Self-Delusion and the Cult of Militarism
Memorial Day: our national celebration of charred meat (but the four contractors hung from that bridge in Iraq don’t count).
Hope you enjoyed the weekend.
However, as we begin the countdown to next year’s Warapalooza—only 362 more days before you fire up the grill or, if someone near and dear died in one of our wars, spend the day at the graveyard grumbling about the fact that too few Americans share your sacrifices—I’d like what’s left of the Left to stop missing a golden opportunity to protest, mock and undermine the cult of militarism.
Let’s make Memorial Day 2013 a day to remember all the victims of American warmongering. By all means, shed a tear for the 58,282 American men and women who died for transnational natural gas corporations during the 1960s and 1970s, and a patently absurd “domino theory” in Vietnam. But make sure you cry 35 times more for the 2,000,000-plus Vietnamese men and women our soldiers were sent to kill—people who posed no threat to us, who did us no harm.
Let’s build a wall for America’s war victims in Washington. It’s the least we could do.
That sucker would be big. Huge. Big enough to stimulate the local construction economy.
Hang a flag and place a flower on the grave of one of the draftees too clueless or afraid to evade service, of a rube so ignorant of history and politics that he enlisted to fight in one of our countless optional wars of illegal aggression, of a bloodthirsty thug who seized the chance to commit murder for the state. They were our brothers and sisters and sons and daughters, and we loved them. We miss their unfinished lives.
Our war dead deserve recognition for helping to expand the American empire, and for lining the pockets of the profiteers and their pet politicians.
But worry not: the right-wingers will never let us forget these heroes.
Those of us who stand on the Left have a different duty. We stand for the oppressed, the downtrodden, the abused. We defend the innocent. We care about the underdog.
We on the Left reject the idea of The Other. To us, no life has more or less meaning or value than any other life. Our dead or not worth more than “their” dead. There is no us and them, there is only us.
Her death is not counted by the Obama Administration; still, we mourn the Yemeni woman blown to bits in a Predator drone strike on her home as much as the young man from North Carolina who goes up in an IED blast in Helmand province.
And so we, the Left, ought to declare that Memorial Day 2013 should belong not just to the jingoists and war criminals and patsies, but also to their victims. We should hang banners and march on behalf of the hundreds of thousands of Iraqis and Afghans murdered by U.S. forces since 2001. Call 1-800-Flowers; ask them to deliver a bouquet to a cemetery in Fallujah.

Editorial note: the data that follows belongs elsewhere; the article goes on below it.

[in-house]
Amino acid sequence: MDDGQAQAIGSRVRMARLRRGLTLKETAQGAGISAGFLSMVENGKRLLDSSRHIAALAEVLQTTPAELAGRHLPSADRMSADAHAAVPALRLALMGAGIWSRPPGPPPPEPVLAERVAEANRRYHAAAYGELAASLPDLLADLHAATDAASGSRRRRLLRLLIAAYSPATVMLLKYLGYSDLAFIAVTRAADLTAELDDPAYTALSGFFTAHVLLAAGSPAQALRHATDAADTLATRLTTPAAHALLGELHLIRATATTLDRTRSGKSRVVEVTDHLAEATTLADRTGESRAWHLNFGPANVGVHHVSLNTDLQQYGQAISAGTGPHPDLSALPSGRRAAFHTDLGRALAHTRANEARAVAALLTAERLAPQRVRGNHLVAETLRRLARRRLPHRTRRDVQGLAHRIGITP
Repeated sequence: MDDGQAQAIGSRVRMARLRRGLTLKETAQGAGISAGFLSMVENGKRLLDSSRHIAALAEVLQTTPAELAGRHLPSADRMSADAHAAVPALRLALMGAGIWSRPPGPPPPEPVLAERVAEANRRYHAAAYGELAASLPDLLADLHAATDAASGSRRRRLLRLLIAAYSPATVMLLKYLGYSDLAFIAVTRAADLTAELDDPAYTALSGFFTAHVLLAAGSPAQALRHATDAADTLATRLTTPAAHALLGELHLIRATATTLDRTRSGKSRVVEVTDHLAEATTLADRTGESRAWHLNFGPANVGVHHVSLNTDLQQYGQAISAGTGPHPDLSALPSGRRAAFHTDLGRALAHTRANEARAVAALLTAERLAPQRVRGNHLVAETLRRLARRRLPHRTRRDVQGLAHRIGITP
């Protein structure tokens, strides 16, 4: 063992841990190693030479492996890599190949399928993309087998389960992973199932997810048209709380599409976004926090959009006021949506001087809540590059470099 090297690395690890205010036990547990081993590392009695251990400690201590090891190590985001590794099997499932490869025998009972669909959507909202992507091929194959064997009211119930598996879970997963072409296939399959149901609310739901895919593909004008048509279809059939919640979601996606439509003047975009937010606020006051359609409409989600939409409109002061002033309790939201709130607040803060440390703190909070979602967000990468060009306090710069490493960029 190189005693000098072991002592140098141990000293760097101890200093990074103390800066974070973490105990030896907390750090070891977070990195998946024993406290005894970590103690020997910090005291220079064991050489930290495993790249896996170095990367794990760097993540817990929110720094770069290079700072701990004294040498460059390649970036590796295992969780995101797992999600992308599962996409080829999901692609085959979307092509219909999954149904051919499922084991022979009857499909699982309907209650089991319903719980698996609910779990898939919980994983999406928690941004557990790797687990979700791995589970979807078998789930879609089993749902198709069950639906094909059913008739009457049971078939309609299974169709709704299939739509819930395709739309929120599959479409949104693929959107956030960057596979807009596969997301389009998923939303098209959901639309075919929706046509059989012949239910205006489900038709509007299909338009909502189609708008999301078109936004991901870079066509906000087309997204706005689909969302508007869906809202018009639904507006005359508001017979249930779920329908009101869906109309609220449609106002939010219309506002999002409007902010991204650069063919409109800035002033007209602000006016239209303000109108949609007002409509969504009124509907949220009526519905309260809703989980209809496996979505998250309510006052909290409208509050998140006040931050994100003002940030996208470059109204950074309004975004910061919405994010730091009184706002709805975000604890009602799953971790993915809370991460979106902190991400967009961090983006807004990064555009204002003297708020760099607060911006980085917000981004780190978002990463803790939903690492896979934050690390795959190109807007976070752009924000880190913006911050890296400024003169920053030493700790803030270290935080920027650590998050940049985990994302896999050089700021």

I’m not a pacifist. Some wars—a few wars—must be fought. Invading armies must be resisted.
But not most wars. War is almost always a struggle of the rich and powerful fought by the poor and powerless. War kills, maims, and makes people crazy. It destroys infrastructure. It sucks away resources—money, technology, people—that would be better deployed somewhere else.
Most Americans know this—or they think they do. On a gut level, however, we’re sheepish and embarrassed about the crimes committed in our name. We’re in denial.
It’s understandable. We’re not insane. We’re in a state of cognitive dissonance; we want to be one thing—peace-loving, good people—but we know we’re the opposite—passive, tolerant and fearful of “our government” (which not only can assassinate any one of us at any time, for any reason, but actually asserts the legal right to do so as consistent with the democratic values to which we supposedly adhere).
“Our” leaders feed us mass delusion. “You came home and sometimes were denigrated, when you should have been celebrated,” President Obama told a group of Vietnam vets on the occasion of the 50th anniversary of the start of the war. “It was a national shame, a disgrace that should have never happened.”
And it didn’t.
As historians have proven, no one ever spat on a soldier returning from Vietnam. To the contrary: the antiwar movement was pro-vet (in part because so many servicemen were conscripts). The spat-on-vet story began circulating after—of all things—Sylvester Stallone’s character in “Rambo 2” talked about it. Obama knows, or should know, the truth. He’s old enough to remember.
“You persevered though some of the most brutal conditions ever faced by Americans in war,” Obama went on. “The suffocating heat. The drenching monsoon rains. An enemy that could come out of nowhere and vanish just as quickly.” Why was the weather so tough, the enemy so fierce? Obama left that, along with much else, unsaid: we were invaders and occupiers, half a world away, propping up tyrants in a place where we had no business whatsoever.
And finally, an outrageous claim, one so widely accepted that the media didn’t bother to quote it in news accounts, much less question it: “We hate war. When we fight, we do so to protect ourselves because it’s necessary.”
What a kidder!
We Americans have fought a handful of battles, much less entire wars, to “protect ourselves.” From the Barbary States to Latin America and Cuba to Grenada and Panama and Pakistan and Somalia and Afghanistan and Iraq, the United States military has attacked without just cause, without legal justification, with impunity, 99 percent of the time.
It’s bad enough to live in a nation in thrall to the cult of militarism. It’s worse to lie about it. And it’s insane to believe the lies.
(Ted Rall’s next book is “The Book of Obama: How We Went From Hope and Change to the Age of Revolt,” out June 5. His website is tedrall.com.)
COPYRIGHT 2012 TED RALL